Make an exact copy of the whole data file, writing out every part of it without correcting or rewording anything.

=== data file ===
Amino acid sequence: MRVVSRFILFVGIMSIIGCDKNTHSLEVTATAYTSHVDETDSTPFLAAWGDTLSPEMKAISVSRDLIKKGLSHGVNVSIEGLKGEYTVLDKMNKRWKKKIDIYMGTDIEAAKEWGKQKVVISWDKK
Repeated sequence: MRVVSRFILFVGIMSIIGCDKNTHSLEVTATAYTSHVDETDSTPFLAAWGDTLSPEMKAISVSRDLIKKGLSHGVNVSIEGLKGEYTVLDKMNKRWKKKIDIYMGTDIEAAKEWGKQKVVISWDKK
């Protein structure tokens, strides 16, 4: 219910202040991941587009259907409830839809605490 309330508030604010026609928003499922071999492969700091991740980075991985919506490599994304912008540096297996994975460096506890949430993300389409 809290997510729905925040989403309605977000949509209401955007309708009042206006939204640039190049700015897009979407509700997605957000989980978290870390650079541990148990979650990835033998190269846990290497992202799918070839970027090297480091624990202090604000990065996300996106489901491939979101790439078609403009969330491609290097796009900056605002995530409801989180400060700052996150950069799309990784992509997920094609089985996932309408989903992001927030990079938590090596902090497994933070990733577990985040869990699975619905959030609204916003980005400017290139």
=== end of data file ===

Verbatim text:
Amino acid sequence: MRVVSRFILFVGIMSIIGCDKNTHSLEVTATAYTSHVDETDSTPFLAAWGDTLSPEMKAISVSRDLIKKGLSHGVNVSIEGLKGEYTVLDKMNKRWKKKIDIYMGTDIEAAKEWGKQKVVISWDKK
Repeated sequence: MRVVSRFILFVGIMSIIGCDKNTHSLEVTATAYTSHVDETDSTPFLAAWGDTLSPEMKAISVSRDLIKKGLSHGVNVSIEGLKGEYTVLDKMNKRWKKKIDIYMGTDIEAAKEWGKQKVVISWDKK
């Protein structure tokens, strides 16, 4: 219910202040991941587009259907409830839809605490 309330508030604010026609928003499922071999492969700091991740980075991985919506490599994304912008540096297996994975460096506890949430993300389409 809290997510729905925040989403309605977000949509209401955007309708009042206006939204640039190049700015897009979407509700997605957000989980978290870390650079541990148990979650990835033998190269846990290497992202799918070839970027090297480091624990202090604000990065996300996106489901491939979101790439078609403009969330491609290097796009900056605002995530409801989180400060700052996150950069799309990784992509997920094609089985996932309408989903992001927030990079938590090596902090497994933070990733577990985040869990699975619905959030609204916003980005400017290139």